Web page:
Optical Biosensors to Explore Biological Systems

Marta Espina Palanco, Klaus Bo Mogensen, Nils H. Skovgaard Andersen, Kirstine Berg-Sørensen, Claus Hélix-Nielsen, Katrin Kneipp

Research output: Contribution to journalConference abstract in journalResearchpeer-review

Abstract

The study of live biological systems requires the use of advanced techniques that provide high structural and chemical information and at the same time, avoid damage in the system and modification of the structural/chemical features. Techniques based on interaction with light have shown their capability to work in biosensor devices. For example, Raman spectroscopy can be non-invasive and can provide 1 μm of spatial resolution in 1 second of collection time, well suited for sensing. Moreover, it may give information at the single cell and even approaching the single molecule scale. Here we present the capability of different light based techniques for biosensing.

As the first example, surface enhanced Raman spectroscopy (SERS) is performed in onion using silver plasmonic nanostructures. Our studies detect different molecular compounds present in the plant based on their SERS signals. SERS imaging allows us to monitor the location of nanoparticles and to image chemical compounds within the target. Moreover, a pH-sensitive reporter molecule, pMBA attached to the silver nanoparticles, is used to infer pH values in the extracellular space of an onion layer.

As a second example, we explore how a membrane protein may be used as an efficient sensor in an organic environment via a biomimetic membrane model. The combination of both biomimetic membranes and protein membranes as a signal transduction medium has interesting applications in biology and medicine. It is crucial that the matrix where a protein is embedded is optimal in order to maintain the concentration gradient. Moreover, curvature and mechanical forces in the membrane may also affect the protein function. In this work, by inducing chemical and mechanical changes of the matrix we optimize the system via measuring variations of the gradient through the membrane.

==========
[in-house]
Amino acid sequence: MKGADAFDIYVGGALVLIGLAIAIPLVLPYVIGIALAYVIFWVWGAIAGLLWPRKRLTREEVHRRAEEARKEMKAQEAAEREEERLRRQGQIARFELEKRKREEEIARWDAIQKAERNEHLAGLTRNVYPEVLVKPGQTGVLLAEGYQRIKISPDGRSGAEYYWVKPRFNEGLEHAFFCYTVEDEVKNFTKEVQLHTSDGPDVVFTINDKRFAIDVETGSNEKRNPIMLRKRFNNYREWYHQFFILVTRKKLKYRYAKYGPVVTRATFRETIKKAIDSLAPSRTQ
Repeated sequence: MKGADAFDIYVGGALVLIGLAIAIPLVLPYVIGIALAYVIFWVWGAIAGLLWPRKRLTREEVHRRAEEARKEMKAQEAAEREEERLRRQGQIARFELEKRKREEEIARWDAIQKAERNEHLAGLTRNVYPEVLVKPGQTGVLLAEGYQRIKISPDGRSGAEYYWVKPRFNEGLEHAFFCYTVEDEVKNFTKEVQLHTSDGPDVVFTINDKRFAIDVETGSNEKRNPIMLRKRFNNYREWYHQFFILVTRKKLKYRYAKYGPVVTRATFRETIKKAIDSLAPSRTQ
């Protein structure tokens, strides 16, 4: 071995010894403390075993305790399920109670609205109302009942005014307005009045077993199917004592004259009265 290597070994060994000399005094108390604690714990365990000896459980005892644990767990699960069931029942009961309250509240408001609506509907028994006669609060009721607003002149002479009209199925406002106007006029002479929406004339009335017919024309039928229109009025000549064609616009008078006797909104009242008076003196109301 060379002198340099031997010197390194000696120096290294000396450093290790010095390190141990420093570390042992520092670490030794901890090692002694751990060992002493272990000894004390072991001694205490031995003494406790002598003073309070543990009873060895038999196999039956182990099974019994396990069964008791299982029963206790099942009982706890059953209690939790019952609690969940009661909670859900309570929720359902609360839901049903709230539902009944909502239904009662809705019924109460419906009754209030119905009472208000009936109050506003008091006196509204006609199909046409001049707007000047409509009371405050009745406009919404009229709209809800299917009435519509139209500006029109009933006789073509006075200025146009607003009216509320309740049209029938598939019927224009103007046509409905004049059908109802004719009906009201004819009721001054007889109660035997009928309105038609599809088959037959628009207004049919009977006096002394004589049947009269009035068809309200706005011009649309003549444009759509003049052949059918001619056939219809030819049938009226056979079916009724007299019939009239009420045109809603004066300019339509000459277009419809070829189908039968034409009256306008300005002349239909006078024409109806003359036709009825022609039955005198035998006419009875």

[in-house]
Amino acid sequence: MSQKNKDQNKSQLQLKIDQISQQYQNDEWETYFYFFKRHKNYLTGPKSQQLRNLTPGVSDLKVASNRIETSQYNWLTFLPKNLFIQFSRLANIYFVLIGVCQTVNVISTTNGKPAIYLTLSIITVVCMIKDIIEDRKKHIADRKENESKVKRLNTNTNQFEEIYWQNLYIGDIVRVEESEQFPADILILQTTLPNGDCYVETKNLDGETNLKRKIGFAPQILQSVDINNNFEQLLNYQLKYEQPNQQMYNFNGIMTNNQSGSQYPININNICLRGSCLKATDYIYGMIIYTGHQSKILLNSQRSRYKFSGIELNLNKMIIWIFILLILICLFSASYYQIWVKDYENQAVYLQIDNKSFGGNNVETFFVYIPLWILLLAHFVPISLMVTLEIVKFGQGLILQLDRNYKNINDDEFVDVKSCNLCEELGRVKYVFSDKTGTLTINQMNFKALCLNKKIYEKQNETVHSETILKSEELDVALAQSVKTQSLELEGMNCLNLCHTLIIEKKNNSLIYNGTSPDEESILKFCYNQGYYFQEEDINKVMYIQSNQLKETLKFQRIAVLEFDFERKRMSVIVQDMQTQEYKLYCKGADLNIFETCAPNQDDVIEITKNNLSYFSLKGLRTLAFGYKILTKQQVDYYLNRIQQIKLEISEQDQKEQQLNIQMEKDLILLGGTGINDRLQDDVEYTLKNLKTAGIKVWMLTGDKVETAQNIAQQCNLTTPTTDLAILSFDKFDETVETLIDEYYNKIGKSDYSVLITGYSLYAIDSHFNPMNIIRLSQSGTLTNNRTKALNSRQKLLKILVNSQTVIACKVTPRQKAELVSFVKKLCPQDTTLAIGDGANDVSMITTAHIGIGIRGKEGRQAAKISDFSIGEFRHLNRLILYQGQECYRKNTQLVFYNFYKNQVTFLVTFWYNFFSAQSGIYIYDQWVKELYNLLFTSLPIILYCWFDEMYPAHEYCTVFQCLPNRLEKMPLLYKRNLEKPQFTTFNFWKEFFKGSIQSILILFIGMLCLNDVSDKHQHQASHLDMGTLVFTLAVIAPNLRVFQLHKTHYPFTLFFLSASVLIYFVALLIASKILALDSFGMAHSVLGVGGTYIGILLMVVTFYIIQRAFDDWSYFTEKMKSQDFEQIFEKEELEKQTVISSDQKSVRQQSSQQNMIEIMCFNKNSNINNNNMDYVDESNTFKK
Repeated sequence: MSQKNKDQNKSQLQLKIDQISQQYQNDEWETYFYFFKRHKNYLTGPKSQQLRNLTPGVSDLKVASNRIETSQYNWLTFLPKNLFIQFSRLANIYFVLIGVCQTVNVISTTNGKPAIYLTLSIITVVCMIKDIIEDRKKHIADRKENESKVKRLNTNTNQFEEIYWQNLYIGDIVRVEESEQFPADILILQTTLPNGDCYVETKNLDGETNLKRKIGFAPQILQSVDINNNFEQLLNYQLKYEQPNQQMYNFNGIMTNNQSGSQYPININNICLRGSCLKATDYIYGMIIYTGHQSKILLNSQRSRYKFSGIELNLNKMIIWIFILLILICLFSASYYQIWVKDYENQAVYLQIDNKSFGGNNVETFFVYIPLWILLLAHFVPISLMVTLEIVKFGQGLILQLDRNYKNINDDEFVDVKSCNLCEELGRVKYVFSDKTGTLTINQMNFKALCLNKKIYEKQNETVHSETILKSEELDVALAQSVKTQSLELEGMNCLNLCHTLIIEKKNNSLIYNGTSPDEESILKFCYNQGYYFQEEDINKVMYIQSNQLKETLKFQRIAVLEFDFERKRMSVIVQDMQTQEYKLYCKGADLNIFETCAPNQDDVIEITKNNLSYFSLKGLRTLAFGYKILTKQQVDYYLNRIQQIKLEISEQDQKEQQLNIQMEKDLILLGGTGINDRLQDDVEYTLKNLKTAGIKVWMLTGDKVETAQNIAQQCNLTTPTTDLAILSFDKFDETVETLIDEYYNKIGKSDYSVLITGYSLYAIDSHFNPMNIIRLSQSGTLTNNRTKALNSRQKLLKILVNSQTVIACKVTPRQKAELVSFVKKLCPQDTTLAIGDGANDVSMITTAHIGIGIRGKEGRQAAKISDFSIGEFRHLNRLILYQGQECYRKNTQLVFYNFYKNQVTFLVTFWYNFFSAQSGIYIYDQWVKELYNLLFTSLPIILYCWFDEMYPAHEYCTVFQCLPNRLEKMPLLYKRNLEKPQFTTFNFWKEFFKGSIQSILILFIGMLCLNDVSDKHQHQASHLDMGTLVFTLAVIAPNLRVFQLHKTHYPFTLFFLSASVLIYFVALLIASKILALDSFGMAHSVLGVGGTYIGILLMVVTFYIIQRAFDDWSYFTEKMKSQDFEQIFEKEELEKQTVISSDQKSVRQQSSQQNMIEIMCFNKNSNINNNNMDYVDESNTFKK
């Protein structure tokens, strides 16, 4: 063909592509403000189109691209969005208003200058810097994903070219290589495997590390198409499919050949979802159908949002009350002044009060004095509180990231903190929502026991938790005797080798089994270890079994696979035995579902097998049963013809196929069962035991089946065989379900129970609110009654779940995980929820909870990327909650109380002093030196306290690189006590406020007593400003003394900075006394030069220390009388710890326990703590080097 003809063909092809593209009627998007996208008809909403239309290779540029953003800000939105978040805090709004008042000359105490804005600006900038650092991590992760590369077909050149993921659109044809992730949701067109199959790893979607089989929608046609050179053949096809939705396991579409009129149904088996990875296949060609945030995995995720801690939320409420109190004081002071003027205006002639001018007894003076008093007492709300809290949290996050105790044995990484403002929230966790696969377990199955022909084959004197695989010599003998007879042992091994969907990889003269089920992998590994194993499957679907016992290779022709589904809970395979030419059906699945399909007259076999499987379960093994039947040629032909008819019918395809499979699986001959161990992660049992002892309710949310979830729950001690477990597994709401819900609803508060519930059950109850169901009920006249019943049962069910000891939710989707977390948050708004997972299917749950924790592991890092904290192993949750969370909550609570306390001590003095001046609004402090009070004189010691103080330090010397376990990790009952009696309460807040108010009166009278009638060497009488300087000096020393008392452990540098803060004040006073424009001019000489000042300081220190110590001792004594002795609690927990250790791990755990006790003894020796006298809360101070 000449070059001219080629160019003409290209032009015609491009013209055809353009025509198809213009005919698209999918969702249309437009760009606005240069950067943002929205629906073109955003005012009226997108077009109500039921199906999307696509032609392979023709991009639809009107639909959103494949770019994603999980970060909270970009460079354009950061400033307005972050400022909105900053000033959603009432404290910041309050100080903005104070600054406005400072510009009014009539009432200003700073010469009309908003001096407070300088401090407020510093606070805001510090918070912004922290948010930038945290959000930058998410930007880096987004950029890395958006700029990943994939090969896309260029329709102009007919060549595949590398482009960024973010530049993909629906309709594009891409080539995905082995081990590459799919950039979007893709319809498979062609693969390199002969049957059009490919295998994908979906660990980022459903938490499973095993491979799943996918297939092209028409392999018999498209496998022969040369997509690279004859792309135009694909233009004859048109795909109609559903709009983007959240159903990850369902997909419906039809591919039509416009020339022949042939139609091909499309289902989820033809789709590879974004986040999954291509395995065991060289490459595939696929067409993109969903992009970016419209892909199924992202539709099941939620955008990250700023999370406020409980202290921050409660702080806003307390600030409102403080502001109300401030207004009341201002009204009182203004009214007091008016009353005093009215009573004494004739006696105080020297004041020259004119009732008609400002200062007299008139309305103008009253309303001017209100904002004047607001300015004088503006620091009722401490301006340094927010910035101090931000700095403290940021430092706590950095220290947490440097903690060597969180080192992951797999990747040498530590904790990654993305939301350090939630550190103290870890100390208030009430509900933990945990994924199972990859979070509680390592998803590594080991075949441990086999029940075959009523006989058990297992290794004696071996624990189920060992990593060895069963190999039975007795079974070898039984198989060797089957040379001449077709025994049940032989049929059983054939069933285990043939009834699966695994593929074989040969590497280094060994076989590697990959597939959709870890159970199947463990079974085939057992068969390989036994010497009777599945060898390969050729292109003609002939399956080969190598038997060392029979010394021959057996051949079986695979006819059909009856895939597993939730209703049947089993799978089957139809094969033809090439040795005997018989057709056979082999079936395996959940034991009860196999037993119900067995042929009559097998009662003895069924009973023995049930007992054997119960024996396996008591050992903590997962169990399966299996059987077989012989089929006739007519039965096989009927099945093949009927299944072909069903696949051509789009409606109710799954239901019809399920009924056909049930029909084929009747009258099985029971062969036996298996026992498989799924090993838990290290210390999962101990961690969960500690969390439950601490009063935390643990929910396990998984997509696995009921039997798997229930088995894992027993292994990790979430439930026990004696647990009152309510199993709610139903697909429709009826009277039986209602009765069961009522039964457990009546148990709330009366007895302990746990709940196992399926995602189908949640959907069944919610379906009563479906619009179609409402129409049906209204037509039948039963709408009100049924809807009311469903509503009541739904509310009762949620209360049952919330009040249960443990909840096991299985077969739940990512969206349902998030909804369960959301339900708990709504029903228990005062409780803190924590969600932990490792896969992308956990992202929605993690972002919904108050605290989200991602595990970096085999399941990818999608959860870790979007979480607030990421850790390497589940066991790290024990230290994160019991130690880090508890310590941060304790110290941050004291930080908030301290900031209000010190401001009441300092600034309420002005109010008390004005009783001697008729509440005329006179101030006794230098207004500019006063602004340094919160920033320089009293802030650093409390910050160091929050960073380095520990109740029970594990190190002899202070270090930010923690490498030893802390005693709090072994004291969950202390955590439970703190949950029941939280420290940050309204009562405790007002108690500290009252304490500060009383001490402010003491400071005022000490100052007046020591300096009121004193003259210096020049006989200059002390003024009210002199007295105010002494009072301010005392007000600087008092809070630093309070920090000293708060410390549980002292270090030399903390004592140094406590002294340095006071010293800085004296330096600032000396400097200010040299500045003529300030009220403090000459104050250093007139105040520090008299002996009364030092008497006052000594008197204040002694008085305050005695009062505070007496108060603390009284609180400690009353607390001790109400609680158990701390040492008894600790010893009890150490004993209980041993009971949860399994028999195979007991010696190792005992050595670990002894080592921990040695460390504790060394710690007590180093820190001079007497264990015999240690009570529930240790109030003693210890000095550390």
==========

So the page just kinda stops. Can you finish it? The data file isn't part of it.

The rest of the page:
Original languageEnglish
JournalBIOPHYSICAL JOURNAL
Volume110
Issue number3 Suppl. 1
Pages (from-to)638A-639A
ISSN0006-3495
DOIs
Publication statusPublished - 2016

Cite this

Palanco, M. E., Mogensen, K. B., Andersen, N. H. S., Berg-Sørensen, K., Hélix-Nielsen, C., & Kneipp, K. (2016). Optical Biosensors to Explore Biological Systems. BIOPHYSICAL JOURNAL, 110(3 Suppl. 1), 638A-639A. https://doi.org/10.1016/j.bpj.2015.11.3417